Definition - What does Oxidation mean?
In the context of wine making, a wine becomes oxidized as the result of oxidation, a physical process between wine and oxygen that occurs when the oxygen is dissolved into the wine. Typically, characteristics of oxidation indicate improper wine making techniques or improper wine storage or aging. Oxidation can be done purposefully to create specific color and flavor charecteristics in wine such as port or madeira, however oxidation usually causes adverse effects including; loss of color, flavor and aroma.
WineFrog explains Oxidation
When wines are made there is a natural exposure to oxygen that can enhance the wine making process, oxidation occurs when the wine has been exposed to oxygen and the oxygen has dissolved into the wine. When wine makers make wine styles like port or madeira, they purposefully introduce oxygen into the winemaking process to develop specific characteristics in the wines, for example, in port and madeira, oxidation softens the colors and produces a smooth nutty flavor.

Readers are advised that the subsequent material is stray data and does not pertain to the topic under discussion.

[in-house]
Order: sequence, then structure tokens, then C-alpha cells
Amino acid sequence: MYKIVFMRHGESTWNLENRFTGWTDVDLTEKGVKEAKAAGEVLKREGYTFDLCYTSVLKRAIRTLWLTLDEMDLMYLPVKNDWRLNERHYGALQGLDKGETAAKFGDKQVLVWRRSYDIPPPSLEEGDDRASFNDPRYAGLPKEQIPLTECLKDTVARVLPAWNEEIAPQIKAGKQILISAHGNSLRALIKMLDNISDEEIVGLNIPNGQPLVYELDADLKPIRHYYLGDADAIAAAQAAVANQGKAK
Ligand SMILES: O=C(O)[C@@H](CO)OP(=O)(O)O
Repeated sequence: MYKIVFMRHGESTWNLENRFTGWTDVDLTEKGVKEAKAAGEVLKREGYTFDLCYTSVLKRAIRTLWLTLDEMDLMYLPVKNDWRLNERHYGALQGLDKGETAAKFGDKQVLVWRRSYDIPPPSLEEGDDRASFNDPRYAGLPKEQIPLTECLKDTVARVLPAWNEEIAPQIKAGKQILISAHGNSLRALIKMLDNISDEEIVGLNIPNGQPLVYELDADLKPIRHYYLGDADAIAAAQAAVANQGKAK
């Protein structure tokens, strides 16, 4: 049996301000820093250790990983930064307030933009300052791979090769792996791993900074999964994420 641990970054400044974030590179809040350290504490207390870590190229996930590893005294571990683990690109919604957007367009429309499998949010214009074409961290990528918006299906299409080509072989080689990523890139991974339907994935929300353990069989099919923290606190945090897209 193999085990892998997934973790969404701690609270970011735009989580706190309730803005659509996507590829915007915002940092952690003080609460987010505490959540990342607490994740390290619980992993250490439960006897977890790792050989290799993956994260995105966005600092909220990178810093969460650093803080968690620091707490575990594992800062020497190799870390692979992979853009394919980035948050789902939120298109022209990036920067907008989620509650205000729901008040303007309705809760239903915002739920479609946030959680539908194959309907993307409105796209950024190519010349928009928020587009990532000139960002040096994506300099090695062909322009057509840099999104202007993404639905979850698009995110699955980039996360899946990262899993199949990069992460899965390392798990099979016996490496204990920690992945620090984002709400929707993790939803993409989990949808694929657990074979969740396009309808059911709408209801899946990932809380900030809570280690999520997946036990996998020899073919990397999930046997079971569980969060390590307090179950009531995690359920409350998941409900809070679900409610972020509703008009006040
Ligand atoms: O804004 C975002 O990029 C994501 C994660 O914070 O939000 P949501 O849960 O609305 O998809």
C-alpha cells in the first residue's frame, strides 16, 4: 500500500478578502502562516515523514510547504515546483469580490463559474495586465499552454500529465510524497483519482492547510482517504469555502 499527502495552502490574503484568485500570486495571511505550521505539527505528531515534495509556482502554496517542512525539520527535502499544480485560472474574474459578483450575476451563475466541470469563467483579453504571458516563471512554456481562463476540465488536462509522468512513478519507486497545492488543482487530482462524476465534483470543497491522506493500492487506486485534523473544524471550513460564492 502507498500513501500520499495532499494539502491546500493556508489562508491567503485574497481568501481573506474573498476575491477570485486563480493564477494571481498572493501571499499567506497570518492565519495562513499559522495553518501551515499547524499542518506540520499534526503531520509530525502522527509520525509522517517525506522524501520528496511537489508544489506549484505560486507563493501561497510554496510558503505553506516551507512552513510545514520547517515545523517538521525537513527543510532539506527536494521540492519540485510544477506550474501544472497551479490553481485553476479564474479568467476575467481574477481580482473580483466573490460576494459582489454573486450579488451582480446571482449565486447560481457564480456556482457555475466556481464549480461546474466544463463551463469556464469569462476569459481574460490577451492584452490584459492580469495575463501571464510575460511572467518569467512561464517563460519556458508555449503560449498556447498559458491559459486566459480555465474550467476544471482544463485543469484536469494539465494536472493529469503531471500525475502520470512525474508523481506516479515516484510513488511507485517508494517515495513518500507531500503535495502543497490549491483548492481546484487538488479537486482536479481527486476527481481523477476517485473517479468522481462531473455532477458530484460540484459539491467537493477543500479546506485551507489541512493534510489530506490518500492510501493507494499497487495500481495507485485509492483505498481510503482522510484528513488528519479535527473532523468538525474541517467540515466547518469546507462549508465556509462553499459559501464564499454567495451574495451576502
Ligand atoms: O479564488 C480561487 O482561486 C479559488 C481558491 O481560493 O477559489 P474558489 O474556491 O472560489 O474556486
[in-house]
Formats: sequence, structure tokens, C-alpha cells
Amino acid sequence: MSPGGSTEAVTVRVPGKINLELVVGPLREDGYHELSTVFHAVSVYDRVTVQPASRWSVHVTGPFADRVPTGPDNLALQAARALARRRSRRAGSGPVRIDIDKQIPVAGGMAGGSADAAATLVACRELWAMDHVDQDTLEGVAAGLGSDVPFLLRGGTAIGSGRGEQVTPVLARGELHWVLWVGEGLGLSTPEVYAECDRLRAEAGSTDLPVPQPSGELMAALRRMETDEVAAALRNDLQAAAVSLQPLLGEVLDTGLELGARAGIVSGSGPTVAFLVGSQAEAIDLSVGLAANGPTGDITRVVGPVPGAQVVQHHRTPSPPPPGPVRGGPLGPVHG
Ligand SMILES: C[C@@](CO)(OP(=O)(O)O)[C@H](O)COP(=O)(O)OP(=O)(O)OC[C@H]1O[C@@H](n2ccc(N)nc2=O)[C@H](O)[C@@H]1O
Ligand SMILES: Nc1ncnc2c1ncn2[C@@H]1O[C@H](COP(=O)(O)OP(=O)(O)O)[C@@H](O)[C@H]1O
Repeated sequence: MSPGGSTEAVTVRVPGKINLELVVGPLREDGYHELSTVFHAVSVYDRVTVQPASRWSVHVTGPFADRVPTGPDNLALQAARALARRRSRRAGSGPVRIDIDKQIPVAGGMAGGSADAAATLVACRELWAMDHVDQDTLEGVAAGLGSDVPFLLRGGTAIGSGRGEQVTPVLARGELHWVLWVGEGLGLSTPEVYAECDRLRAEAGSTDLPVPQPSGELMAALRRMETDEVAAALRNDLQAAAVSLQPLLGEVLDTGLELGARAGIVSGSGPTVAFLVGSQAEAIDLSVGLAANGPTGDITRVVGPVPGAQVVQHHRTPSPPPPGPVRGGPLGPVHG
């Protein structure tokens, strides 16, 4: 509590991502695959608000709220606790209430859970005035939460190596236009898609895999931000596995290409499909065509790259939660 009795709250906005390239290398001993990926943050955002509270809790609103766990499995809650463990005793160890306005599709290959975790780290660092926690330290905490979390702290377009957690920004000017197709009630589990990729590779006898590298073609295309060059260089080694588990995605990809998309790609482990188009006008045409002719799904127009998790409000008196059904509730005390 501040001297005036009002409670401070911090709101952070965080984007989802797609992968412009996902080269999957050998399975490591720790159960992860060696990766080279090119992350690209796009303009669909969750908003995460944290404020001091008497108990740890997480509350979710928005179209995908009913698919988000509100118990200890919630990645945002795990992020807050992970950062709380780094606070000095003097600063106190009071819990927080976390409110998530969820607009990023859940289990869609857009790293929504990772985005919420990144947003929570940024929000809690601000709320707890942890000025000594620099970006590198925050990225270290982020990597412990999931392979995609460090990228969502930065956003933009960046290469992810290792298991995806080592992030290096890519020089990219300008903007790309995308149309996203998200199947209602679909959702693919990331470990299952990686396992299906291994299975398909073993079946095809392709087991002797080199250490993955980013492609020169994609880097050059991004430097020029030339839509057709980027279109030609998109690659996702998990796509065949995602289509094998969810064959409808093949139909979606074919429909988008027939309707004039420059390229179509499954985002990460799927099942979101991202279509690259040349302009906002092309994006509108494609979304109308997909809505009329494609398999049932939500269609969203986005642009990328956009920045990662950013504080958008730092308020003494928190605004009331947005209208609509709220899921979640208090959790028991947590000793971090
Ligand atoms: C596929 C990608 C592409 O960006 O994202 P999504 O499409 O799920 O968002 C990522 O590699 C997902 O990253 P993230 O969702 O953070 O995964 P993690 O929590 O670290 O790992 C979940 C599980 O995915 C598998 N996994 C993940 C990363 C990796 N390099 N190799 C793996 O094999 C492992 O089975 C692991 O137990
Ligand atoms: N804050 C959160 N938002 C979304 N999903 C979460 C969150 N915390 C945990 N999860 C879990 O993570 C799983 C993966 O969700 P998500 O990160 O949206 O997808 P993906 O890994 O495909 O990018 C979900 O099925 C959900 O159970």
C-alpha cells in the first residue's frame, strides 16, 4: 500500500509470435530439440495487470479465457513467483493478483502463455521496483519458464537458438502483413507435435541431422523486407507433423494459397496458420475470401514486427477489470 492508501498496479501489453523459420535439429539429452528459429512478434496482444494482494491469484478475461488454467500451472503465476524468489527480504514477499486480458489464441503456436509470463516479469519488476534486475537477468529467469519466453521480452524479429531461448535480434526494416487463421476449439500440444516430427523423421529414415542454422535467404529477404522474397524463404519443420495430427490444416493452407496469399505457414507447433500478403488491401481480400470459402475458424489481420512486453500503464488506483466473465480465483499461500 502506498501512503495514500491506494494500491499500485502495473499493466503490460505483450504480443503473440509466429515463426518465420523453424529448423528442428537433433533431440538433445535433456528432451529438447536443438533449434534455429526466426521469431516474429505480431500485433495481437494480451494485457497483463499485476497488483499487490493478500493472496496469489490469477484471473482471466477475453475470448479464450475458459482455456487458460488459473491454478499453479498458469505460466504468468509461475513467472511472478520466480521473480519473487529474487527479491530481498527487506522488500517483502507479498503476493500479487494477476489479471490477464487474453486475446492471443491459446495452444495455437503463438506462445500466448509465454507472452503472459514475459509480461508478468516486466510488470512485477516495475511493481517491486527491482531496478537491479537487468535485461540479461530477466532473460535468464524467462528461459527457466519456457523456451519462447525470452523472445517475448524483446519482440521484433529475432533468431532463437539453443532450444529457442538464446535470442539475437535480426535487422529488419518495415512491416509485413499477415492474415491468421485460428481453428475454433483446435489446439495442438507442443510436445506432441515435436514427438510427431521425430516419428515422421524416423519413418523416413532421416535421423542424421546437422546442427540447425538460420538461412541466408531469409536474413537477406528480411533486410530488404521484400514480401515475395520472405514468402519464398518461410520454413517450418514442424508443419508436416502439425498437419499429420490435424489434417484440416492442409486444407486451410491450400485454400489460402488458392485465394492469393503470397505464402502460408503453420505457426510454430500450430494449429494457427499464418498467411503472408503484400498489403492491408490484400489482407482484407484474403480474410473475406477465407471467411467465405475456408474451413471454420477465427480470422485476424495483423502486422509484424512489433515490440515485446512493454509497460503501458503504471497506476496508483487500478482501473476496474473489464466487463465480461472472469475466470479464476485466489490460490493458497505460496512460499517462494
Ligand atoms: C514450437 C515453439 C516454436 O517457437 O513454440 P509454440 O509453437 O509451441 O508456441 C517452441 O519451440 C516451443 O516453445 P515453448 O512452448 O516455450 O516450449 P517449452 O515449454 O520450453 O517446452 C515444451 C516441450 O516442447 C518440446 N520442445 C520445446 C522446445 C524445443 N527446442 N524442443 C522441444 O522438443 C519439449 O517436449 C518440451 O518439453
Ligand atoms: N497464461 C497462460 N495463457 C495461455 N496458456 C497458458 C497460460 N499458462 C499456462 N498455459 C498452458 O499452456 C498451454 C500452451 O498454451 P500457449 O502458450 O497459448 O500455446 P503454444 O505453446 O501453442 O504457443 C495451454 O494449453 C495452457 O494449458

Oxidation occurs as a physical process when oxygen reacts with the phenolic compounds in the wine and causes them to oxidize; this creates another reaction with the polyphenol oxidase enzyme (but can also occur if this enzyme is not present). If left unchecked, oxidation will result in the loss of the vibrant color of the wine, as well as loss of flavors and aromas along with a nutty flavor that is brought about by the development of aldehydic as a result of the reaction of the oxygen and wine compounds.